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I'm trying to allow some navigation in Caliburn.Micro in a bit of a dynamic way (viewModels won't be known at design time).

This code obviously works

navigationService.UriFor<DatabasesViewModel>().Navigate();

However, with what I'm trying to do, I won't know the view model ahead of time. Instead I'll only have the Type of the view model.

I've been trying to use reflection to get the generic method, but I'm to able to get the UriFor method via GetMethod or GetMethods. Any ideas how this can be accomplished.

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Have you checked if it's an extension method? –  Charleh Sep 2 '13 at 14:55
    
Yep, it's an extension public static UriBuilder<TViewModel> UriFor<TViewModel>(this INavigationService navigationService) - it's in type: NavigationExtensions so you could still go this route - obviously it won't resolve on the target object since technically it doesn't exist as a member –  Charleh Sep 2 '13 at 14:57
    
possible duplicate of How to use reflection to call generic Method? –  nawfal Jan 17 at 16:06

1 Answer 1

up vote 1 down vote accepted

Your problem is not directly related to Caliburn.Micro but how to call generic methods with reflection in C#.

There are already quite a few and very good questions about this on SO: How to use reflection to call generic Method?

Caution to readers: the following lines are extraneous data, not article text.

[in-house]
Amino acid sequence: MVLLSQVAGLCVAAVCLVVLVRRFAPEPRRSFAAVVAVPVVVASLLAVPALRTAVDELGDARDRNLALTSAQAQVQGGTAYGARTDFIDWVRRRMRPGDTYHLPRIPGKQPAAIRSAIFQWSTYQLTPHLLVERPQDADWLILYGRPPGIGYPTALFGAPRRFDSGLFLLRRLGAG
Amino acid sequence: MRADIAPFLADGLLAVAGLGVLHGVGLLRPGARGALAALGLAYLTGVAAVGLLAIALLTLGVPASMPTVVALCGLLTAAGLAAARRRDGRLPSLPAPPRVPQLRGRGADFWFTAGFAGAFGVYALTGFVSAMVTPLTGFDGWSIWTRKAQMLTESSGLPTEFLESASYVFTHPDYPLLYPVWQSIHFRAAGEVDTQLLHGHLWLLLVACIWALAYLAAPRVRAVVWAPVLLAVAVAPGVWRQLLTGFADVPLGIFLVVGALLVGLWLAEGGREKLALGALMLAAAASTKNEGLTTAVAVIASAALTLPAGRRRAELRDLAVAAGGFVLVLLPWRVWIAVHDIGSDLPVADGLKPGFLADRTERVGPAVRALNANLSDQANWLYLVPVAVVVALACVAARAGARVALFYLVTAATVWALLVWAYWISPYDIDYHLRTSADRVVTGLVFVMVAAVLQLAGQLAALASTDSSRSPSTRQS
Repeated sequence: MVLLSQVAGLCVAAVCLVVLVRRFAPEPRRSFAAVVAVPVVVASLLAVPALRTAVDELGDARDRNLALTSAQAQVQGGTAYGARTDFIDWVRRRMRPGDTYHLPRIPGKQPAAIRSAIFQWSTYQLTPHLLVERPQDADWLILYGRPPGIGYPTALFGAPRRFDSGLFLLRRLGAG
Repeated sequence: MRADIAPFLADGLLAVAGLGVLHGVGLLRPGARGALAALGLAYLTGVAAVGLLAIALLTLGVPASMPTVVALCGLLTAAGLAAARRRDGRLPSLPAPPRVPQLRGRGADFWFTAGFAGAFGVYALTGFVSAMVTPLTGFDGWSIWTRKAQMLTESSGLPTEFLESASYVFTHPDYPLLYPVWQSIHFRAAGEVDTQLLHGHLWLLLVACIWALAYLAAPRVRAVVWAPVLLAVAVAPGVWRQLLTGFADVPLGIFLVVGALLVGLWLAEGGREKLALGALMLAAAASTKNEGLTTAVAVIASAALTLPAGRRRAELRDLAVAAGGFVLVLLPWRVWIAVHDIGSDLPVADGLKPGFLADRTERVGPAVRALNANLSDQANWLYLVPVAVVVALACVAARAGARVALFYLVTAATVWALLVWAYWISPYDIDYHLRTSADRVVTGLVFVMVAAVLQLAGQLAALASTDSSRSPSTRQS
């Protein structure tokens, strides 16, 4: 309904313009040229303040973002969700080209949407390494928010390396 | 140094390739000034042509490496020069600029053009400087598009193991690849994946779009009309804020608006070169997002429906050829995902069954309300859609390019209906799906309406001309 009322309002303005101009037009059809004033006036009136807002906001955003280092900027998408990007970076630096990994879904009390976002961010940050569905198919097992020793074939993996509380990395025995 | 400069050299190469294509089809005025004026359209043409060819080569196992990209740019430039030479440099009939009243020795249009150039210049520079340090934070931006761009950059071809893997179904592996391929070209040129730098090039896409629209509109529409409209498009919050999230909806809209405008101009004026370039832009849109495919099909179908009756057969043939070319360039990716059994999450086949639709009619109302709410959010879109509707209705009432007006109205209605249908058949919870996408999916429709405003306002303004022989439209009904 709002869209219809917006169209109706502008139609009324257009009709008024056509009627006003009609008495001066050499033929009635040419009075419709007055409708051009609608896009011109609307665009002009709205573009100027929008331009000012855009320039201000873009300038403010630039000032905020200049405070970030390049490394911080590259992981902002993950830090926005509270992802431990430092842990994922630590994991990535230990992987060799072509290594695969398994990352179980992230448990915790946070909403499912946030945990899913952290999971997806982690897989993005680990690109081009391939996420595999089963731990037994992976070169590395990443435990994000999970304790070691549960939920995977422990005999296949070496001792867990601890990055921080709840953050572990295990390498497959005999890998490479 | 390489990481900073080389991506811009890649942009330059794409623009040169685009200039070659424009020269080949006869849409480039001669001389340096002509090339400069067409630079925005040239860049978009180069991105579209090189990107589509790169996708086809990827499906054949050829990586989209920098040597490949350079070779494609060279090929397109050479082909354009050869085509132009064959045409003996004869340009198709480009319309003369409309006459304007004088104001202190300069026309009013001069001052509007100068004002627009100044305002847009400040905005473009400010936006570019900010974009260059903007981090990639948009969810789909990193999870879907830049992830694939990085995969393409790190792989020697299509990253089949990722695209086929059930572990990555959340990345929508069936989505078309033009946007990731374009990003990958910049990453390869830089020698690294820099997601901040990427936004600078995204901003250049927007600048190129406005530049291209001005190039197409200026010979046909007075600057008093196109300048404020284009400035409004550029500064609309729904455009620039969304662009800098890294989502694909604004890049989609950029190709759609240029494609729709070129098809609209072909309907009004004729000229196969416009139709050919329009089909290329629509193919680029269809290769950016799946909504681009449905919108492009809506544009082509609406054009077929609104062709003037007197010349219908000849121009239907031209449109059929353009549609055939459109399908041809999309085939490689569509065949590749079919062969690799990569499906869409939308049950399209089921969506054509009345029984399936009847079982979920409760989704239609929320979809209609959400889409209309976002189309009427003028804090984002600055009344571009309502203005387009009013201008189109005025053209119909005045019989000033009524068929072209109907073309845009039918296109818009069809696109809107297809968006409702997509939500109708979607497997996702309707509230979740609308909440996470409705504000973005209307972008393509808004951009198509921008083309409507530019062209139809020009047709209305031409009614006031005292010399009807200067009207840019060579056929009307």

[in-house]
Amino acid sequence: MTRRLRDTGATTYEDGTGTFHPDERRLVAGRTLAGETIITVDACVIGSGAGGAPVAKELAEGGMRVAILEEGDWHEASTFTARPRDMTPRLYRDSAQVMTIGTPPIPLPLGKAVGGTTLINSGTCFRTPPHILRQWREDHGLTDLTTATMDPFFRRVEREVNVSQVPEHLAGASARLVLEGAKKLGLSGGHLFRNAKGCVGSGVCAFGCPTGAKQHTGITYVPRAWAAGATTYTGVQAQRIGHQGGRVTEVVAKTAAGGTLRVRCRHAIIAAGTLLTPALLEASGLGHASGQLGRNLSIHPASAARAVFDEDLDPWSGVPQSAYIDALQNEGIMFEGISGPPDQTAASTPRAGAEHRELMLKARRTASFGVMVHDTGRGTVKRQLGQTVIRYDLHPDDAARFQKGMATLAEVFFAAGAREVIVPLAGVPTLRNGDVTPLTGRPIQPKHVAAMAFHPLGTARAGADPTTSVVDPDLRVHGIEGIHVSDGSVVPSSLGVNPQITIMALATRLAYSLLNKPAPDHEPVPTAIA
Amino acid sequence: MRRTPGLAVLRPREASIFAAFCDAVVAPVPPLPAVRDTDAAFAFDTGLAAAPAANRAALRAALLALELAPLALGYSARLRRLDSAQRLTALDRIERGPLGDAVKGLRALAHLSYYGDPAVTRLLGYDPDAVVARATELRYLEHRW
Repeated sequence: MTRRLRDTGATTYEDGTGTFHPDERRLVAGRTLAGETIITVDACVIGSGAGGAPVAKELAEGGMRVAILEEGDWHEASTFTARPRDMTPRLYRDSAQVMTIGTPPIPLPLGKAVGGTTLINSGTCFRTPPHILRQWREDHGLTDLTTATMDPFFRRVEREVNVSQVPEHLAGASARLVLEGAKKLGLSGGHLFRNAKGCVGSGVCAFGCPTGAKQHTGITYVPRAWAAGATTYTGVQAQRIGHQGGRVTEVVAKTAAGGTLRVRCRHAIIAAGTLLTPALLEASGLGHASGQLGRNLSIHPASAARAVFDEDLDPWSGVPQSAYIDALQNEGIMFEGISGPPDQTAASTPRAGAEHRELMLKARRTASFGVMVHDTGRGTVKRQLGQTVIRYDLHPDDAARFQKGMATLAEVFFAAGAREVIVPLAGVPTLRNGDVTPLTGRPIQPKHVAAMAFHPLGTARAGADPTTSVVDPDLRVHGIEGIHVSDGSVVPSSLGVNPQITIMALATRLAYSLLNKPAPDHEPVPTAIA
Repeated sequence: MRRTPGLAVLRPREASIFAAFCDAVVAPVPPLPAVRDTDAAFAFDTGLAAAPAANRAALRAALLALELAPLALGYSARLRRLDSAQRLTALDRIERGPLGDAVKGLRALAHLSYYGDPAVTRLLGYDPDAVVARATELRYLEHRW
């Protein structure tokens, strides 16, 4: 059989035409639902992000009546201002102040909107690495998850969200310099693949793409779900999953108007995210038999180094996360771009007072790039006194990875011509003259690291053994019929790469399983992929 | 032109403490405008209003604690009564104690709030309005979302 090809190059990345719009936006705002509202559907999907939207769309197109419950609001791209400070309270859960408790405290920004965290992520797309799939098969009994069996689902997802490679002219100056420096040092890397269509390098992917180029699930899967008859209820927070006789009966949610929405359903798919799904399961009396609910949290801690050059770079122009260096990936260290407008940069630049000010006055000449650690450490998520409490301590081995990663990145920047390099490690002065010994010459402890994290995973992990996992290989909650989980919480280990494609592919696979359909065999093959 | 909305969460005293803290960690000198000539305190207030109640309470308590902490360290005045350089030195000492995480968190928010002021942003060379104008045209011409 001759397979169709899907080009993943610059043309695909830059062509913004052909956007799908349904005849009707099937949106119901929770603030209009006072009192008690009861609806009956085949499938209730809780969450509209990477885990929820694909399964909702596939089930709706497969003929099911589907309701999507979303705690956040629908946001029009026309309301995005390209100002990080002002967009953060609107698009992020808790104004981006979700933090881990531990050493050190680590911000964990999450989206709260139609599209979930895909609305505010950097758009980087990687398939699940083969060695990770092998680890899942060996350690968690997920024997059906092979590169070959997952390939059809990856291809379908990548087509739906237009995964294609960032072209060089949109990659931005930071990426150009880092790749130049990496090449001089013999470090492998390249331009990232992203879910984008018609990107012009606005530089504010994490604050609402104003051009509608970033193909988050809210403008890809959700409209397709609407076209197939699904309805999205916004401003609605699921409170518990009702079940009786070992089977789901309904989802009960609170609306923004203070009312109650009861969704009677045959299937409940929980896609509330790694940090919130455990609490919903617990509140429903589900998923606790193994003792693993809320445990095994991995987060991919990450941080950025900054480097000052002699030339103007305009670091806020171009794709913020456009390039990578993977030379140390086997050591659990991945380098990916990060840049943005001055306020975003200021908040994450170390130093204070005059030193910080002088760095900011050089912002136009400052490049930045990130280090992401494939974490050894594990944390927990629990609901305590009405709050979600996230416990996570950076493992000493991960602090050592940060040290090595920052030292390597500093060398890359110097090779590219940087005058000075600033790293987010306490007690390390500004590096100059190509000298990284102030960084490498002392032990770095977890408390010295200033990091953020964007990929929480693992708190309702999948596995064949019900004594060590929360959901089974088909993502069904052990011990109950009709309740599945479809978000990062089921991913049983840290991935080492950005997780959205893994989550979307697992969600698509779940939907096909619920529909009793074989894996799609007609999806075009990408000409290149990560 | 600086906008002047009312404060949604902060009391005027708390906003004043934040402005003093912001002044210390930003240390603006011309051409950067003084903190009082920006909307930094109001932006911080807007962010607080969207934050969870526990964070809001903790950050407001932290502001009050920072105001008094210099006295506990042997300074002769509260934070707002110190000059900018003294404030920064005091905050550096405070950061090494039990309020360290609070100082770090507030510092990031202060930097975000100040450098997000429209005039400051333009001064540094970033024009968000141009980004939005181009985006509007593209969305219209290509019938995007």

However your case is a little bit special because the UriFor<T> method defined as an extension method by Caliburn in the NavigationExtensions class

So you need some extra steps and start from the NavigationExtensions type before you can call Navigate:

//Create the UriFor Method for your ViewModelType
var navigationExtension = typeof(NavigationExtensions);
var uriFor = navigationExtension.GetMethod("UriFor");
var genericUriFor = uriFor.MakeGenericMethod(yourViewModelType);

//Invoke UriFor: an instance of UriBuilder<T> is returned
var uriBuilder = genericUriFor.Invoke(null, new[] {navigationService});

//Create and Navigate on the returned uriBuilder
var navigateMethod = uriBuilder.GetType().GetMethod("Navigate");
navigateMethod.Invoke(uriBuilder, null);
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Great, that did it. Thx! Didn't realize UriFor was an extension method and didn't even think to look. –  Tony Campney Sep 2 '13 at 16:51

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